Despite the laughable morphing power of the small bedroom, Chappel’s painting was considered one of the best depictions of the death chamber of Abraham Lincoln.  The details for each person were exquisitely done and so life like.  Of course, there was a very good reason why Chappel was able to paint such realistic versions of the many people who visited Lincoln that night.  The designer of the piece, John Bachelder, had convinced many of the people in the painting to sit for photographs in the poses that Chappel wanted to paint.  Notable figures like Andrew Johnson, Edwin Stanton and even Robert Todd Lincoln posed in Mathew Brady’s studio in ways that the painting would later recreate.

Robert Todd Lincoln Alonzo Chappel

In addition to the cabinet members and politicians who posed for Bachelder and Chappel, there were also two individuals whose presence at the Petersen House was never questioned but, for some reason, they did not appear in other depictions of the President’s death.  These two neglected people were Mr. and Mrs. Lincoln’s guests for the evening, Major Henry Rathbone and Clara Harris.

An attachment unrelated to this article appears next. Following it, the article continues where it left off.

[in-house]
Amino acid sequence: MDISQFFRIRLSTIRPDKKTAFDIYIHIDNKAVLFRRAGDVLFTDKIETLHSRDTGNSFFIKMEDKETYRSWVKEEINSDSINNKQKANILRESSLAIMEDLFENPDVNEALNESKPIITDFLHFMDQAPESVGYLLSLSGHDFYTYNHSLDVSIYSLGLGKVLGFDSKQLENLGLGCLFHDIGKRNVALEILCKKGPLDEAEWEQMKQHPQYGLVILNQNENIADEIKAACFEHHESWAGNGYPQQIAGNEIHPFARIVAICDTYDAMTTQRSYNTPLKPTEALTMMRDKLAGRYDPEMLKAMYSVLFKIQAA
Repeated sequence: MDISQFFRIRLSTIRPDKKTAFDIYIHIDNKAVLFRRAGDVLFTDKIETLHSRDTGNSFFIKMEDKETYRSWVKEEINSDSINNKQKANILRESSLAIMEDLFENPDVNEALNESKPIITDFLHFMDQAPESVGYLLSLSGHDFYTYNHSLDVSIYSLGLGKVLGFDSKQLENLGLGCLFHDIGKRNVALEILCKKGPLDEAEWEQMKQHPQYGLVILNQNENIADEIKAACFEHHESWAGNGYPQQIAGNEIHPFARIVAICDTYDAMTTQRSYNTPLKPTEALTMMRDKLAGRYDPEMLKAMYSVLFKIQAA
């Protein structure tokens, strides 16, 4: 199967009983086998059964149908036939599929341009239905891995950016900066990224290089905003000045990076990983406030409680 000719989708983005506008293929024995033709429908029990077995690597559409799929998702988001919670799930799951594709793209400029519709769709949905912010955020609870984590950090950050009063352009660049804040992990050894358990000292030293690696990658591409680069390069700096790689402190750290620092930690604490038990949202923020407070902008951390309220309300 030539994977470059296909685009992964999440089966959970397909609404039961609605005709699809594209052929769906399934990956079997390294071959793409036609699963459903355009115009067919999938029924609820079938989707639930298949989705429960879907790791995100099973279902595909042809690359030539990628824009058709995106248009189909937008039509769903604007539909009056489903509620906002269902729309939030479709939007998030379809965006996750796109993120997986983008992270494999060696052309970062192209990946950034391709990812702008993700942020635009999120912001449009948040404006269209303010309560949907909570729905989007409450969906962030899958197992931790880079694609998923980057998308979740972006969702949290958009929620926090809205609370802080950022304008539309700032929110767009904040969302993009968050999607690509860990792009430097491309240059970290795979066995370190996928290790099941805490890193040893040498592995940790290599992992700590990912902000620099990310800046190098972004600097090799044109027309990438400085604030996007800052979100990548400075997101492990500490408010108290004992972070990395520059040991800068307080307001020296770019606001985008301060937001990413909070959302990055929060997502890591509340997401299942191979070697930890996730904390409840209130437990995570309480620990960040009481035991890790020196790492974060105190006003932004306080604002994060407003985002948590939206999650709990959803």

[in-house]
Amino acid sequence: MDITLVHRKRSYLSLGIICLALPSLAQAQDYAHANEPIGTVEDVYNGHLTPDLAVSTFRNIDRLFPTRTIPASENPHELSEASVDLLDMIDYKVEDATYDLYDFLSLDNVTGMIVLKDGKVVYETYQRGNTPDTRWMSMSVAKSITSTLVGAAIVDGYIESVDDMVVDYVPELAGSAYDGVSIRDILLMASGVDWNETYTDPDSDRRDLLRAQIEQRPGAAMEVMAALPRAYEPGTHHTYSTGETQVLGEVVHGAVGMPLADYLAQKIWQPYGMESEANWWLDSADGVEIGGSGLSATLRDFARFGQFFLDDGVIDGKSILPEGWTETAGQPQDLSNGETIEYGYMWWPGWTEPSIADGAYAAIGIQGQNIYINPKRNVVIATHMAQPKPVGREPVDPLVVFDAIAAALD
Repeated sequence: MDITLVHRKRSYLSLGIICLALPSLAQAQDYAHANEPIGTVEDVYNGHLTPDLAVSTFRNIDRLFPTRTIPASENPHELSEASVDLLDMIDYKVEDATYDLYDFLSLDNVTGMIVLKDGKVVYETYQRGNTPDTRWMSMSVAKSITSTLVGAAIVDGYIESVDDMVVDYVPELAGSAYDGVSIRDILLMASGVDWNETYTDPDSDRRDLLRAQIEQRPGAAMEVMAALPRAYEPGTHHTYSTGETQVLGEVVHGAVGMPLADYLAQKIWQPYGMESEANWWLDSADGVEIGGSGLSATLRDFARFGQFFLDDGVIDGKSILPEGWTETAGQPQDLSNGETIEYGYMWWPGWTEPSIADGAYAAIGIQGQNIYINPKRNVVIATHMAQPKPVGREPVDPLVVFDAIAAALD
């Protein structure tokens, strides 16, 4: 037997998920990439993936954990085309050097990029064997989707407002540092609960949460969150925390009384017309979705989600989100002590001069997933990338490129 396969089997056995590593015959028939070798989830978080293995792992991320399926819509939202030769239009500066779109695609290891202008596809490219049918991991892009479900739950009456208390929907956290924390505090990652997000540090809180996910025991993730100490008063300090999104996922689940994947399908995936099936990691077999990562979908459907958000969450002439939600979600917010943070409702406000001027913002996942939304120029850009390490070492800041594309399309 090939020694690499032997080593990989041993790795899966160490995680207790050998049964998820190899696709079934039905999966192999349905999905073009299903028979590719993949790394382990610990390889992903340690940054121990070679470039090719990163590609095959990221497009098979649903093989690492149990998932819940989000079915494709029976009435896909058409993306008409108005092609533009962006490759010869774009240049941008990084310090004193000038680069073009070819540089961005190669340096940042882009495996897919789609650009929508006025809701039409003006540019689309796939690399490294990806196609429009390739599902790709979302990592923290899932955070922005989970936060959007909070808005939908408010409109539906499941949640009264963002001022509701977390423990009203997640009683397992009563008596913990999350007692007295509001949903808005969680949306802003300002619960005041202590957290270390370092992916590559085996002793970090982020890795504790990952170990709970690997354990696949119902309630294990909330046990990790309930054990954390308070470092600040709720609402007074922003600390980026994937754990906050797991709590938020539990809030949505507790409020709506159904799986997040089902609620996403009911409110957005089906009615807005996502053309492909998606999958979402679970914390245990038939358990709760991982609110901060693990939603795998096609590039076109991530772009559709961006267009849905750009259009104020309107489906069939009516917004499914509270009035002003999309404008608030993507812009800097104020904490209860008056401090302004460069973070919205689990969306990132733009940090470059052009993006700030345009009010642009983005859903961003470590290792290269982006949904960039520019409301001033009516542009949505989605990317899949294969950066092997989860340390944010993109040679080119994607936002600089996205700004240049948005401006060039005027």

Major Henry Rathbone and Clara Harris (composite by the author)

Major Henry Rathbone and Clara Harris (composite by the author)

Both Henry and Clara posed for their own photographs and were worked into the painting.  Clara is given a degree of prominence in the painting standing just behind the grieving Robert Todd Lincoln:

Clara Harris in Chappel's Last Hours

Henry, on the other hand, is removed from the chair he posed in and is literally sidelined to the far left of the painting.  He is almost obscured by the dark edge and frame, perhaps an ironic foreshadowing of the darkness that would later compel him to murder Clara and try to take his own life.

Major Rathbone in Chappel's Last Hours